The U.S. Supreme Court is taking on the major issues raised in litigation against the Patient Protection and Affordable Care Act, also known as Obamacare, issuing an order today granting review in three such cases. Oral argument is expected in March, with a decision by the Court by the end of June.
The Court will address the preliminary issue, whether a federal law prohibiting review of tax laws before a tax is imposed bars review here, since Obamacare taxes don’t go into effect until 2014. It also will address the constitutionality of the individual mandate, which requires all Americans to purchase private health insurance or be fined. Last, the Court will consider “severability.” Legislation typically includes a severability clause, which provides the balance of a law remains intact if one part of it is found unconstitutional. The Obamacare law does not include such a clause, presenting the question whether the entire law would be invalid if only the individual mandate falls.
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“It is not an overstatement to say the fate of our Republic is at stake in the Obamacare cases.
“This case is probably the most important one to come before the Supreme Court in 80 or more years. Obamacare is, of course, epic in its proportions and amounts to a massive federal takeover of health care in the United States.
“But more broadly, the case presents the issue whether federal power has any limits at all. The Constitution empowers the federal government to ‘regulate’ commerce among states, but the Court has virtually eliminated the distinction between interstate and local commercial affairs. The Court has the opportunity in these cases to restore the distinction intended by the Founders.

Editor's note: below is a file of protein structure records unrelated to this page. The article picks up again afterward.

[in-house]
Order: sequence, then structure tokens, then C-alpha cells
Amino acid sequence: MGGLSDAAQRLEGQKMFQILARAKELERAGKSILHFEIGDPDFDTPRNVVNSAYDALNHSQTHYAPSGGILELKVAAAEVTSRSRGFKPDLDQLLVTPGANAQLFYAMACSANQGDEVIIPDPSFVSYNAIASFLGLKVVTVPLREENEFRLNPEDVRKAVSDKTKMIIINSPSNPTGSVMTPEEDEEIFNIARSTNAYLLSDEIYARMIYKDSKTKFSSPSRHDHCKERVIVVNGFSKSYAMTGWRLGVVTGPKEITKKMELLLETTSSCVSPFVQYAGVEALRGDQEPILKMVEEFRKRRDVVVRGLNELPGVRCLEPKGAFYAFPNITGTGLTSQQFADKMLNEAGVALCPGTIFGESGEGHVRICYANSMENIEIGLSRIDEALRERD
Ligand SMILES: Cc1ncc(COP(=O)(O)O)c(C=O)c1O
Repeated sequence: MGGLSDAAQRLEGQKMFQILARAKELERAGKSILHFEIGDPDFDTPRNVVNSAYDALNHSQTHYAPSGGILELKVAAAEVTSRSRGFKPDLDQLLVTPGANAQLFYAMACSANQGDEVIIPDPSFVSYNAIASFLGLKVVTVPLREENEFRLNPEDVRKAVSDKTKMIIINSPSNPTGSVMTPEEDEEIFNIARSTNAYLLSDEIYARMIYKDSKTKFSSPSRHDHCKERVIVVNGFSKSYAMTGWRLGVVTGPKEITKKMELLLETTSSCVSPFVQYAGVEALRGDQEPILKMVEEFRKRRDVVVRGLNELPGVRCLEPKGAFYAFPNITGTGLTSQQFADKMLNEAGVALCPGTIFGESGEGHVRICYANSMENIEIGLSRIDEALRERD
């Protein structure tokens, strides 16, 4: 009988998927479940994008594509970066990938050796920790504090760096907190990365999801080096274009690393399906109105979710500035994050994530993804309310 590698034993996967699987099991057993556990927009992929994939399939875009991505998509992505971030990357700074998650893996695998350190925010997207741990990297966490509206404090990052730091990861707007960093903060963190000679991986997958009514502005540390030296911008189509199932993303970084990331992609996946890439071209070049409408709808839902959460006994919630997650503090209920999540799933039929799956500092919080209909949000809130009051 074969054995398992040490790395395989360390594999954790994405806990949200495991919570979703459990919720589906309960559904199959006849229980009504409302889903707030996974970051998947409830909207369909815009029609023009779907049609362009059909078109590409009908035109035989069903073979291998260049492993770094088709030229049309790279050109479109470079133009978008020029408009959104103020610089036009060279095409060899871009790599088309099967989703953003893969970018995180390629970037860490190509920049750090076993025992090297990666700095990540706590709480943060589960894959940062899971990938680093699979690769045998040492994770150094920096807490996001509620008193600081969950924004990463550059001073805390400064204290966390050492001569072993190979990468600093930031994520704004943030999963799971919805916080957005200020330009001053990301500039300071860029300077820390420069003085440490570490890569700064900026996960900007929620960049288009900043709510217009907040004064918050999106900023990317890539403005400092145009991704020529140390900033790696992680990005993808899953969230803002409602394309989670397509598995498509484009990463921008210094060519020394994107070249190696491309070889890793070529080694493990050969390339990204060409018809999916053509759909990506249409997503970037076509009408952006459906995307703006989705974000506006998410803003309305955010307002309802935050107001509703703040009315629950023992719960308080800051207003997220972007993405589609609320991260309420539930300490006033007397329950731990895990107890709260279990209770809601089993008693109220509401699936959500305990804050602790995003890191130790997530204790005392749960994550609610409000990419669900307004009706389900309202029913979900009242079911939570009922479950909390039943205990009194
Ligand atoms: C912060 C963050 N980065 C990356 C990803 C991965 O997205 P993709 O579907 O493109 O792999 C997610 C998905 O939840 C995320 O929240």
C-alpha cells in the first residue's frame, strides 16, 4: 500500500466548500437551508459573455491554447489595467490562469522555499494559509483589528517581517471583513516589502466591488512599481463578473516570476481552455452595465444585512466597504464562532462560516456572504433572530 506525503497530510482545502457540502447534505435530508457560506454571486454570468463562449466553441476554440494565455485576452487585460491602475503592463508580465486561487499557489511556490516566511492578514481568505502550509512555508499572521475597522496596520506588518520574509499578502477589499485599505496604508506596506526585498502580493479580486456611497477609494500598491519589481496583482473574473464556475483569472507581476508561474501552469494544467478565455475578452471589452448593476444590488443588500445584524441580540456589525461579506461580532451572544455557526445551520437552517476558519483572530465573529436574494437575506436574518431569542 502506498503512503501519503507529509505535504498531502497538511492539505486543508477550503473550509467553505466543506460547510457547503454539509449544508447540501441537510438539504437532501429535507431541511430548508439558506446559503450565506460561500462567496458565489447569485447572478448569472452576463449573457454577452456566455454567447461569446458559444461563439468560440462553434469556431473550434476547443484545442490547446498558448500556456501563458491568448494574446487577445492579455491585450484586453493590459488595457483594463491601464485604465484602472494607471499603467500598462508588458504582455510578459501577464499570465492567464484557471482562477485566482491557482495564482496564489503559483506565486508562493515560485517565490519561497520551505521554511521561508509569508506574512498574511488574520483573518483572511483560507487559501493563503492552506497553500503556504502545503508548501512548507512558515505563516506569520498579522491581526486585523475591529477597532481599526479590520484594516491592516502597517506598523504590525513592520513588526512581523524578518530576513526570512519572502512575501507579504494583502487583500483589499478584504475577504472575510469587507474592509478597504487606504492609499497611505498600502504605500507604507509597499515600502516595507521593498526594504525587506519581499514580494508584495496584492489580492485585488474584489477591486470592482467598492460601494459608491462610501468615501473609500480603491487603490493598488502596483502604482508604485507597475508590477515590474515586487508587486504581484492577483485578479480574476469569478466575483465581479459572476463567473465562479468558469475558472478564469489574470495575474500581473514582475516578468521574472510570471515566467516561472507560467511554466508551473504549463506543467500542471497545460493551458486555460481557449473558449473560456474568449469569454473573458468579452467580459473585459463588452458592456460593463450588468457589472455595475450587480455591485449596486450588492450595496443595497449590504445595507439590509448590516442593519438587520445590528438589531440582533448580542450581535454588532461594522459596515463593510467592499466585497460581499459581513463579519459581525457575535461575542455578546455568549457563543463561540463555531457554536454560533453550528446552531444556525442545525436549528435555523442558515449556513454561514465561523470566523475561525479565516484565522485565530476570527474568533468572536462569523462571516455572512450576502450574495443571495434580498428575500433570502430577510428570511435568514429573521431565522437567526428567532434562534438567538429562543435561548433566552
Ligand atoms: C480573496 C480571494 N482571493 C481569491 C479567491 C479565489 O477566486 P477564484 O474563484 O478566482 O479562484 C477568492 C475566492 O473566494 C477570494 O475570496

“Despite the attention received by the individual mandate, if the mandate is invalidated, the severability clause issue takes on enhanced importance. Invalidating the mandate but severing it – leaving the rest of the law in place – will cause great uncertainty because the federal government has said in court in these cases the law cannot financially stand without the mandates.
“Thus there is the possibility uncertainty will abound, depending on how the Court rules, and Congress may not be in a position to resolve it so close to the November 2012 election. States now preparing to comply with Obamacare may not get the answers they need.”
“We all knew President Obama’s health care law would end up at the Supreme Court. Now that it’s clear the justices will weigh in on the many constitutional questions swirling around the law in the spring, there is absolutely no reason states should continue implementing this controversial and unpopular law before the case is heard and properly reviewed. Too many questions remain about what portions of the law could be struck down, and every dime spent on the implementation of the law is one that taxpayers will never get back.
“Responsible legislators, administrators, and governors ought to remain patient and see what the Court decides before proceeding.”
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